ONJ: And, I don’t know. I think we all have different parts of our personality, or you can imagine you would dare, dare enough to be that personality. You know, I am a lot older. When I did Grease, I was 29. It was me as a young women … There were parts of me. I don’t think there was one I would say was most me, ah. There are bits of me in all of them (laughing).
VM: Do you have … I think everybody would love to see that. Do you have a favorite song, out of all your songs, or is that like picking out your favorite child?
ONJ: Yeah, it is hard to pick a favorite song … But I like them all for different reasons. They are all different parts of my life.
VM: You carried the Olympic torch in 2000 in Sydney.
VM: How big an honor was that, in terms of all the things you accomplished in your life?
ONJ: When people ask me what are the biggest highlights of my life, my mind goes to the Olympics, representing my country. I sang, also, in the opening ceremony … And, just to walk out on that stage, and look at that audience, of young, hopeful athletes in that arena was mind-blowing, really, and very exciting, and a big honor. And then I also carried the torch. I got to do two things: I ran around the Sydney Opera House, with the torch, and my daughter Chloe was allowed to run with me. She ran behind me. That was really amazing.
VM: That had to make it even better, that your daughter was there with you.
ONJ: Yes, that was very special.
VM: I was reading about the big controversy when (your hit song) “Physical” came out, in 1981. Were you concerned that “Physical” was going to hurt your girl-next-door wholesome image?
ONJ: Yes, I freaked out, actually. When we made the record, put it out, I had a panic attack! (Laughing). I called my manager and said, “I think we have gone too far. I think we need to pull it off the radio! It’s too much!” and he said, “It’s too late. … It is taking off.” And, before I knew it, it was like number one. It was like 10 weeks at number one. (Laughing). …. So, I said, ”Ahh! Let’s go in and make a video, and let’s make it about exercise! (Laughing). So, it was really hilarious when I think about it … It was very funny. Looking back, it was very hilarious to me. But I was banned in Utah, as well.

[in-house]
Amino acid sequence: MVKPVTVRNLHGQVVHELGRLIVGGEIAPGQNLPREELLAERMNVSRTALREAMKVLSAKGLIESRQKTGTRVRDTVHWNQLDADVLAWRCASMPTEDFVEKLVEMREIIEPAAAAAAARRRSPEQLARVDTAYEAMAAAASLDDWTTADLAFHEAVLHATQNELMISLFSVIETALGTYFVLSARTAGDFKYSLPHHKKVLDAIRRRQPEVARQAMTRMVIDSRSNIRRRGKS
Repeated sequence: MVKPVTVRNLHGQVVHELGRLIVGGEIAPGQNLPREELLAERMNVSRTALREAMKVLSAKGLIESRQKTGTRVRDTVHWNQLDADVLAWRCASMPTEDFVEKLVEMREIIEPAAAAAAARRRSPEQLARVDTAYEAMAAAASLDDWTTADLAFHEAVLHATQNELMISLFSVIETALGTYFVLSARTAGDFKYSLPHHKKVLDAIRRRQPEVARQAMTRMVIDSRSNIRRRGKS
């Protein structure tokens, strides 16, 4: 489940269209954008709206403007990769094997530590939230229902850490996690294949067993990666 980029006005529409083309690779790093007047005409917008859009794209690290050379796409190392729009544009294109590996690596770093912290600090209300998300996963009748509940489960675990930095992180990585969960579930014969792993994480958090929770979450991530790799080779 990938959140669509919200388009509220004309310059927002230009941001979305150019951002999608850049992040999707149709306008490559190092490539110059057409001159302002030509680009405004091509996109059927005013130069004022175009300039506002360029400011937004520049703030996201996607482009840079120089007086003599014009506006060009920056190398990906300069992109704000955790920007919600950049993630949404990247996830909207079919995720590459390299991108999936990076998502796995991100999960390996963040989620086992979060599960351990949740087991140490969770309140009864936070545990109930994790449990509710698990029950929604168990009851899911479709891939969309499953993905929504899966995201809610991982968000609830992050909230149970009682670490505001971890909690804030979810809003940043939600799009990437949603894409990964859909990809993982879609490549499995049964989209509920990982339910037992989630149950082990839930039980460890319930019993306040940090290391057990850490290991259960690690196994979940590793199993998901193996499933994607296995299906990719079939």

VM: You were banned in Utah?
ONJ: I was banned, yeah. I wasn’t very thrilled about that. (Laughing).
VM: You know, I think that may be a good a thing. (Laughing).
ONJ: I know! (Laughing). Now days, I think it is a considered that. But at the time, I was flipped out about it. And then I recorded my concert video in Utah. Can you believe it? So, here I was banned, but everyone turned out. They didn’t care at all. It was very funny! I was concerned, but nobody else was, which seems to work the opposite now days. (Laughing).
VM: I think there is nothing like bringing out fans — to somebody or something — by saying someone by saying someone banned. Then everybody wants to go see them.
ONJ: Yes. Isn’t that bazar?
VM: It’s kind of has the opposite effect.
ONJ: Yes, It’s weird like that.
VM: Is there anything else you would like to talk about?
ONJ: The Olivia breast health kit, which is actually in a number of hospitals.
VM: You have done so much for breast cancer awareness.
ONJ: My husband is John Easterling, they call him “Amazon John” because he has spent so much time in the Amazon, finding wonderful herbs for healing. And we have been married for ….. (then)five years … I lost track, it is terrible. (Laughing). And he is amazing, and an incredible speaker about the Amazon, and the Amazon products ….. And now we have merged with a company called “Trivita.” So, we sell our products through Trivita now.
ONJ: Yeah, he has a drink, and a number of other herbal products, and he really gets me through. With his schedule, and lifestyle, and every day, he puts a pile of herbs in my hand. Yeah, it is wonderful. And we both do a lot for the rain forest, through the Amazon Center. (and) through education and research — and helping the people of the Amazon. (This includes) education and water — these kinds of things. He’s been going down there for (more than) 30 years.
VM: You know, I have to say, I am so impressed with you. Not just for your music and movies, but the way you are so dedicated, to your causes.
ONJ: Thank you! That is so nice of you to say!
Valerie Miller is a Las Vegas Valley-based journalist. She can be reached at (702) 683-3986 or email@example.com.